Paper Birch The Birch Family–Betulaceae
Name: Paper Birch gets its name from the way the bark on older trees will peel in thin, white, papery sheets. It is also sometimes called Canoe Birch or White Birch.
Relationships: There are about 40 species of Birch trees in the northern temperate regions of the world, about 15 in North America.
Distribution: Paper Birch is widely distributed throughout the northern regions of North America from Alaska to Newfoundland. It is common in the Great Lakes region and northeastern United States. In the western U.S. it is mostly found in eastern Washington, northern Idaho and western Montana. West of the Cascades, Paper Birch is mostly found north of the Skagit in Washington State, but may also occur in the southern Puget Sound region.
Growth: Paper Birch grows quickly to about 90 ft (30m). It is short-lived, rarely living longer than 125-200 years.
Habitat: It grows best in moist sites, in open woods.
Wetland designation: FAC, Facultative, it is equally likely to occur in wetlands or non-wetlands.
Diagnostic Characters: Although the white, papery bark is a good identification character for older trees, young, darker barked trees may be confused with Bitter Cherry. Both have horizontal lines of lenticels on the bark. The leaves of Paper Birch are sharply pointed; the margins are doubly toothed. Paper Birches produce catkins that appear before or at the same time as the leaves. The catkins break up at maturity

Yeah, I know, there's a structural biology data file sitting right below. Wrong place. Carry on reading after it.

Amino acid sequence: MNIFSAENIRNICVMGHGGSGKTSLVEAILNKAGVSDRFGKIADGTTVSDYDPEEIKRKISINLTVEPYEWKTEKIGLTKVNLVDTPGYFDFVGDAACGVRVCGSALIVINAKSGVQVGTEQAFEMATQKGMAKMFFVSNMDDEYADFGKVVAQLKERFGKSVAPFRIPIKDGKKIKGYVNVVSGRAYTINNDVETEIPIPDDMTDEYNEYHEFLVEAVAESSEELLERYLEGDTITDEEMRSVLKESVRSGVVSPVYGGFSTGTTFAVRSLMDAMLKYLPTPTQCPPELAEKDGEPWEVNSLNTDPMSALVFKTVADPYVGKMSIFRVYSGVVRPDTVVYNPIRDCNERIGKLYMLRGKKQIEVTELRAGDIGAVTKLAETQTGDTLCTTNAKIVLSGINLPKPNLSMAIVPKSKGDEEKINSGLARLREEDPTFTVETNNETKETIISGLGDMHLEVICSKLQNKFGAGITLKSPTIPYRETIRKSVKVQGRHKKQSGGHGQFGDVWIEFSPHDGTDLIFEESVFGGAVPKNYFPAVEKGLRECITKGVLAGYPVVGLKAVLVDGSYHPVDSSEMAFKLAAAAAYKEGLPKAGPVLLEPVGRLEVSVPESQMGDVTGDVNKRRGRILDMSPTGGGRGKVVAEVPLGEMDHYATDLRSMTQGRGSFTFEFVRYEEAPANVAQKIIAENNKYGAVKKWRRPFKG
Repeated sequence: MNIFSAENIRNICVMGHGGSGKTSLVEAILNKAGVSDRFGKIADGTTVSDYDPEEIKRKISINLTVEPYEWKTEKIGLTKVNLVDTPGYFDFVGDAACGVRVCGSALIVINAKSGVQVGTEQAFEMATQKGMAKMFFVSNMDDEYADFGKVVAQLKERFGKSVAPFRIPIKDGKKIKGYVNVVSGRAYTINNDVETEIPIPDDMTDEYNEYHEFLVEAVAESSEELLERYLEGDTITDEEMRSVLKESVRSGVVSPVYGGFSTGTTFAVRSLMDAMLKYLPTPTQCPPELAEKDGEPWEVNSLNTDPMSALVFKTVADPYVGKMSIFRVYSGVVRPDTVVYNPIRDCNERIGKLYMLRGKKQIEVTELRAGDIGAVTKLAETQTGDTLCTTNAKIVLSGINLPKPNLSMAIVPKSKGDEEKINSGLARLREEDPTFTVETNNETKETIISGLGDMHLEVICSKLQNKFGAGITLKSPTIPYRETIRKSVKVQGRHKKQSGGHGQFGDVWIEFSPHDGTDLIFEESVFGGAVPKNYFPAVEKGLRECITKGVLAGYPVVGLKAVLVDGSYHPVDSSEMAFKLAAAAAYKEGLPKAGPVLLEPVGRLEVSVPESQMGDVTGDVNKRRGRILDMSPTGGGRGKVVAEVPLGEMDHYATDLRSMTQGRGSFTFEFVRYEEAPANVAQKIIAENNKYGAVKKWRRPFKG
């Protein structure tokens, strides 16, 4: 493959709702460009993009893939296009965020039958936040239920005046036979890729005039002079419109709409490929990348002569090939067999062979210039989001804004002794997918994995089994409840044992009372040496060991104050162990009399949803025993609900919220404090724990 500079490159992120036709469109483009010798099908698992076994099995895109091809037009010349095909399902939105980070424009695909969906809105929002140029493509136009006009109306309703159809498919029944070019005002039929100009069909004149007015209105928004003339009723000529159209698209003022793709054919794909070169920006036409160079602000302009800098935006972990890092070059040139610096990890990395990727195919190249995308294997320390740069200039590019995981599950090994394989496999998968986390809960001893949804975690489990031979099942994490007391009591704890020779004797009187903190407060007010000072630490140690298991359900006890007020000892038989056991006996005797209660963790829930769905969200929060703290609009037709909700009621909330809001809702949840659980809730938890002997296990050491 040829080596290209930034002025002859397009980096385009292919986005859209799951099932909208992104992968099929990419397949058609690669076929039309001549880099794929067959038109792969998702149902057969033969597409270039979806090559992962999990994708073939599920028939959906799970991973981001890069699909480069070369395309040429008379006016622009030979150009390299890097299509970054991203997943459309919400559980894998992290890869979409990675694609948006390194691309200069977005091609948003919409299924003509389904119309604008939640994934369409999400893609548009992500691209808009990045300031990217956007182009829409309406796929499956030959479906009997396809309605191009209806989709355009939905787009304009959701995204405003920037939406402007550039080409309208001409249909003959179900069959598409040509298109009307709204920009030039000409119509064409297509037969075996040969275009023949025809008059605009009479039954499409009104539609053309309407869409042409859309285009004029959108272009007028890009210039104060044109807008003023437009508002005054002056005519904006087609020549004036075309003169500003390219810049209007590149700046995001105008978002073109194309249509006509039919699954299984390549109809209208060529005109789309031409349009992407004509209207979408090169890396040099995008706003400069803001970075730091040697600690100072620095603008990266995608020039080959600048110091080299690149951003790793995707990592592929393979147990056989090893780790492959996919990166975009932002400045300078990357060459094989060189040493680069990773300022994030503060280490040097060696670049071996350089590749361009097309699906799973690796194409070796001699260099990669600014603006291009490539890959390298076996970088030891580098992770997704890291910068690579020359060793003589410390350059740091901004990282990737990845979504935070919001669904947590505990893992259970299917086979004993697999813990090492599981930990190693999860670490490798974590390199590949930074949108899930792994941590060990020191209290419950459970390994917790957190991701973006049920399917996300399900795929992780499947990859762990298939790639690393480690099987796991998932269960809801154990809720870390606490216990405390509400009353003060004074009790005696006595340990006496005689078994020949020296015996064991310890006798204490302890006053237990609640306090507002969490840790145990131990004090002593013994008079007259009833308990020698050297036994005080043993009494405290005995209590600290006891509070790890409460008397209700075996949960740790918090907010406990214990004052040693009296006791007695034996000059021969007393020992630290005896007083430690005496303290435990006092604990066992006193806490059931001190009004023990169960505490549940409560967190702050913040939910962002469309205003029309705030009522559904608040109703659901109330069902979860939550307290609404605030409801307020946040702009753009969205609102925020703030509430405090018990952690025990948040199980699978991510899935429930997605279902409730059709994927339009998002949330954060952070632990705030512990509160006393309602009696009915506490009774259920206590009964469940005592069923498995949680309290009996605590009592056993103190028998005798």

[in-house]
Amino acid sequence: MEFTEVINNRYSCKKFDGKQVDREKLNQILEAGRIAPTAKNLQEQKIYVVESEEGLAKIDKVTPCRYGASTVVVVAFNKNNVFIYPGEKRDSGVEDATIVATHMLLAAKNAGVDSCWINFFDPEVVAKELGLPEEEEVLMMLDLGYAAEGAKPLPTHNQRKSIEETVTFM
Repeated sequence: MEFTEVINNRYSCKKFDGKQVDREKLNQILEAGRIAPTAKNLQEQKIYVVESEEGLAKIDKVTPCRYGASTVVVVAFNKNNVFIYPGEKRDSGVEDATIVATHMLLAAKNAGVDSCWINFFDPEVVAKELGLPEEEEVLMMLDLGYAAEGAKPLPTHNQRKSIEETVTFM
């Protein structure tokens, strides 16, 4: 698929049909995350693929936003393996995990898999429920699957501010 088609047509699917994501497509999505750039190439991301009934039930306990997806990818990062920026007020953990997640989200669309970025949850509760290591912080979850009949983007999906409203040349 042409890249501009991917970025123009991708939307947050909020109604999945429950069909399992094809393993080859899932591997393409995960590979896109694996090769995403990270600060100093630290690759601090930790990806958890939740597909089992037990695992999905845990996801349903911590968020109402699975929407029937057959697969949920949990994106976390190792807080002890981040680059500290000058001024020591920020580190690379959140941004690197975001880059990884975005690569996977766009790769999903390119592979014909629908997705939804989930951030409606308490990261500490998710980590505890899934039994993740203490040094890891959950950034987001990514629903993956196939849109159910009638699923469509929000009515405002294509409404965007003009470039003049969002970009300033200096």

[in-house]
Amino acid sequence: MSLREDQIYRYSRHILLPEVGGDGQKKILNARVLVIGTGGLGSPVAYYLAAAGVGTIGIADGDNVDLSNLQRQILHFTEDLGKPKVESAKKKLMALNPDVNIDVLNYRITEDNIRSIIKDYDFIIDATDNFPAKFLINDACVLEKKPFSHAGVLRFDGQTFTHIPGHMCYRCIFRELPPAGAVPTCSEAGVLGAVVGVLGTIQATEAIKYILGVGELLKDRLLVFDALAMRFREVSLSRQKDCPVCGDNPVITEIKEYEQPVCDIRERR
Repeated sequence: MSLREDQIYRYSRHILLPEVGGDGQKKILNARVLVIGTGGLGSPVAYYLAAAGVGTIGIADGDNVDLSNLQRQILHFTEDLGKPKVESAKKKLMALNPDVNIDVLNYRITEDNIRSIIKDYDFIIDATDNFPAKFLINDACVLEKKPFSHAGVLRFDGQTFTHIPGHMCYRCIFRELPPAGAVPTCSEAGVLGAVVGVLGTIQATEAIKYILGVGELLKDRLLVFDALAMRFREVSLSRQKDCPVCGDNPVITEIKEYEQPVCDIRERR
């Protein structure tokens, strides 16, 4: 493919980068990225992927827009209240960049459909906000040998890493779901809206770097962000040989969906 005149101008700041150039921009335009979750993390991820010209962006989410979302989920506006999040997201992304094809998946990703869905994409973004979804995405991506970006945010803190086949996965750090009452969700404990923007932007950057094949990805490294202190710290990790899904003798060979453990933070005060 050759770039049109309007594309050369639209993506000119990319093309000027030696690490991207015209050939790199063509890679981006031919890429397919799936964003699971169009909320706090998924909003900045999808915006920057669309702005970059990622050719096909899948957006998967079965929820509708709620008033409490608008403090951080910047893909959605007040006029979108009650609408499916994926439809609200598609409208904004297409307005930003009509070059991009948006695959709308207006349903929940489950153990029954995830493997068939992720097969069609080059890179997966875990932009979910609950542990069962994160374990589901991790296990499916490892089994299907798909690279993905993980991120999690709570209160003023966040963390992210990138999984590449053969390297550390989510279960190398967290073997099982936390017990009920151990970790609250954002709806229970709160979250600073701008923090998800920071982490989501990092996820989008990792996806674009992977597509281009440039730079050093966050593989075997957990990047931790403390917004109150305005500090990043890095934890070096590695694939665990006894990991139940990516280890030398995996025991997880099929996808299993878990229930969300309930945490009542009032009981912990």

In the landscape: Paper Birches are best planted in groves, creating a woodland effect that especially highlights their distinctive white trunks. It is best, however, to avoid planting birches next to where cars will be parked because the resident insect population may drip sticky honeydew throughout the summer!
Phenology: Bloom Period: Mid-April to early June. Birch pollen is also a major allergen. Small winged nutlets ripen early August to mid-September. Most are disseminated by the wind from September to November.
Propagation: Paper Birch is easily propagated by seed, stratified at 40ºF (4ºC) for 90 days. After treatment, sown seeds should be exposed to light at least 8 hours a day.
Use by People: Paper Birch, as its other name suggests, was used, especially by eastern natives, for canoes. It also was also frequently used for making baskets. The wood is commonly used for furniture, cabinets, plywood, and pulp and paper products, as well as firewood. Paper Birch sap is tapped and made into syrup, wine, beer and medicinal tonics.
Use by Wildlife: Paper Birch is an important moose browse; deer also eat the leaves. Hare, porcupines and beavers eat the bark and young saplings. Birds, such as finches and chickadees, and small rodents, such as voles and shrews, eat Paper Birch seeds. Grouse eat the catkins and buds. Hummingbirds and squirrels may feed at sapwells created by sapsuckers. Many cavity-nesting birds find homes in Paper Birch trees.
Shrubbier birches that may be encountered in the Pacific Northwest include: Resin Birch, B. glandulosa, Dwarf Birch, B. nana, Water Birch, B. occidentalis, and Bog Birch, B. pumila. Water Birch is often used in ornamental landscapes.
Consortium of Pacific Northwest Herbaria
WTU Herbarium Image Collection, Plants of Washington, Burke Museum
E-Flora BC, Electronic Atlas of the Flora of British Columbia
Ladybird Johnson Wildflower Center
USDA Forest Service-Fire Effects Information System
Virginia Tech ID Fact Sheet + Landowner Fact Sheet
Native Plants Network, Propagation Protocol Database
Native American Ethnobotany, University of Michigan, Dearborn